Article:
If you live in an area with a high risk of disease from mosquitoes, use an EPA registered repellent. Consumer reports tested a few natural brands, and found that most offered mild protection for only an hour- if they didn’t fail immediately. Sorry, EO fans. I wish we could trust our herbs on this one, but the truth is, we can’t. So don’t. It’s not worth the risk. In a low risk area, you may be able to get away with a homemade repellent like this one and remembering to wear light colored clothing, but then again you may have other insect pests like ticks to be concerned about, too.
Thankfully, DEET isn’t the only choice anymore, and there are plenty of safer options that are even more effective. OLE (synthetic Oil of Lemon Eucalyptus) and Picaridin (synthesized from piperine in black pepper) are both on this list. The fact that they are synthesized and not the essential oils is pretty important, since it means the products are standardized and contain a consistent amount of the active ingredient.
I use these two brands of insect repellent: Repel and Sawyer's. Repel is my choice for when I'm working in the garden and don't mind smelling like a lemon, but I prefer Sawyers when we are out hiking, It lasts longer and has less of a fragrance. Repel doesn't smell unpleasant, but I prefer to be unscented when I'm out hiking because there's a better chance of seeing wildlife!
Here are some links to more great info on selecting and using an insect repellent:
CDC Tips for Avoiding Mosquito Bites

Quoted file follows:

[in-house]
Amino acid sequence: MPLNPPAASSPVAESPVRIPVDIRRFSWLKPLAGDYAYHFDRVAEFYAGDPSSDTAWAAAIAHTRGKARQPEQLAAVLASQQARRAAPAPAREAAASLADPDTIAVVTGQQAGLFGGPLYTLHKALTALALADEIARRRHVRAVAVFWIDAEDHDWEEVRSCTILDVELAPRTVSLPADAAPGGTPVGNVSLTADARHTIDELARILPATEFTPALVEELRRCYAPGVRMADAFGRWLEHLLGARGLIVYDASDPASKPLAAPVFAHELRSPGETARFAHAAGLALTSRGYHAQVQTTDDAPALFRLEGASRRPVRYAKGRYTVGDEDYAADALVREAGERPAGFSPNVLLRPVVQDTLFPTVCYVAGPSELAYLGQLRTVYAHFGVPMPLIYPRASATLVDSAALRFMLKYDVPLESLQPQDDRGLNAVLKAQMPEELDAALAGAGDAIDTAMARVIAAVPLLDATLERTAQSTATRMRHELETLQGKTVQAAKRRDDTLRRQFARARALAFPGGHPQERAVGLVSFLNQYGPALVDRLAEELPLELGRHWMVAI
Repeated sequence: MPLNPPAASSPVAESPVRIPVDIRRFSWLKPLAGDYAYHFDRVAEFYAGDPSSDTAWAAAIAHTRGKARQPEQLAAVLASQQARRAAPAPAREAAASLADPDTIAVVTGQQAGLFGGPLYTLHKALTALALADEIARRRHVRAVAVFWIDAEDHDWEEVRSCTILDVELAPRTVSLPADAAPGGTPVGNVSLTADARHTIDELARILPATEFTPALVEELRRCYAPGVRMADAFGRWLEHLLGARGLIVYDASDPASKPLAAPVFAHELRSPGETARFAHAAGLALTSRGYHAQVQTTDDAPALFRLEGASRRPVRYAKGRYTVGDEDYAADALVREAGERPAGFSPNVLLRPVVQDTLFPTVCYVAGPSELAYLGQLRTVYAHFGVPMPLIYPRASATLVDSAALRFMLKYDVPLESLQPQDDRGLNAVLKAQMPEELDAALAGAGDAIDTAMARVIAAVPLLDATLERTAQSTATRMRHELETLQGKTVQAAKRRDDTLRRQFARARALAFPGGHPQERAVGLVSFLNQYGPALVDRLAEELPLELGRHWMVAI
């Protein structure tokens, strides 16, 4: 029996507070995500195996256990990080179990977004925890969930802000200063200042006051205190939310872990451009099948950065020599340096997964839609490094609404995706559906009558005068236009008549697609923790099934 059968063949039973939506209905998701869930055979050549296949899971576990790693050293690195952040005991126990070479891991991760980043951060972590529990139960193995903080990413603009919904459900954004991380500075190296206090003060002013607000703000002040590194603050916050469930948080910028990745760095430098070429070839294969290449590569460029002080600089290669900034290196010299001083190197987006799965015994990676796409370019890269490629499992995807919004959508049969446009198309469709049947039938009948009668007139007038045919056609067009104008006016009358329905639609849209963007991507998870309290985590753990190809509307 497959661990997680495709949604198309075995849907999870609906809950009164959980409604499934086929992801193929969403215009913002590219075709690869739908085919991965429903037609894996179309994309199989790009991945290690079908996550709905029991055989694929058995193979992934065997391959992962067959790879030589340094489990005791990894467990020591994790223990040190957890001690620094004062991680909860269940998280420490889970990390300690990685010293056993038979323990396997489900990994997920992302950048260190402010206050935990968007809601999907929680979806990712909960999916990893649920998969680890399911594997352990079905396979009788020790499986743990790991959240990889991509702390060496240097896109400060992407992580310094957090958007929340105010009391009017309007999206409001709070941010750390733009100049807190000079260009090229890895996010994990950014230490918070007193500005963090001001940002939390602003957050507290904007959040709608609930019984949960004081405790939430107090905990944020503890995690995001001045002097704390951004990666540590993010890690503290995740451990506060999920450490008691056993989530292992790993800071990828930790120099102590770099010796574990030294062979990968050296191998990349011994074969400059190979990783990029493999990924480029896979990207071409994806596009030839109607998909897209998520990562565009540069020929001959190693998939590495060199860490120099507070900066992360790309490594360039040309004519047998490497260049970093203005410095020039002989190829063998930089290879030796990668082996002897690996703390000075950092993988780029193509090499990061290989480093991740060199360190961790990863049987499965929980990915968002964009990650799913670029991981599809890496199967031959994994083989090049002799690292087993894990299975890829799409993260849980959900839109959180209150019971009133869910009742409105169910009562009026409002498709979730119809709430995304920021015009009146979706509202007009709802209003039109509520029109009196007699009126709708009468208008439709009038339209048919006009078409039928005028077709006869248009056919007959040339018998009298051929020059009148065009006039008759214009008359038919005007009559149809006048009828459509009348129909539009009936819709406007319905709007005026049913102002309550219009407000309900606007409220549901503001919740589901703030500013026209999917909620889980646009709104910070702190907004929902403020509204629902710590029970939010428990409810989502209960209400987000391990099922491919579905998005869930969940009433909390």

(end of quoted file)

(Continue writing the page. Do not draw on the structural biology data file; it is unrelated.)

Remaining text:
Consumer Report Ratings
Tips for applying repellent
The CDC recommends a weekly mosquito patrol to dump out any sources of stagnant water, which provides prime mosquito breeding territory. Eliminate standing water where ever you can. Bee baths and bird baths should be replenished daily, anyway, as should livestock water tanks or buckets and your pet’s water bowls, but this important for your health during mosquito season and not just their wellbeing! Cover or seal your rain barrels. Remember to check your septic system too- it needs to be covered with mosquito proof mesh or a plastic cap!
Indoors, make sure your window screens are secure and aren’t torn. Check for cracks in the window casings, and check your screen doors, too, if you have them. They should fit flush to the door frame without any gaps, and the screens should be in good repair. Get the AC unit checked for a tune up to make sure it's functioning well, since that will help minimize your mosquito exposure, too.
Being Ready for Mosquito Season
Knowing that you are all set for mosquito season can provide peace of mind as well as a modicum of comfort! Other preps you might want to consider include:
- Adding a mosquito net to your camping supplies or bug out bag
- Spraying down tents and outdoor equipment with a permethrin spray
- Giving the extra change of clothes in your bug out bag a spritz with permethrin, too!
- Adding, checking, or refreshing a travel sized repellent in your everyday carry supplies
All the Best,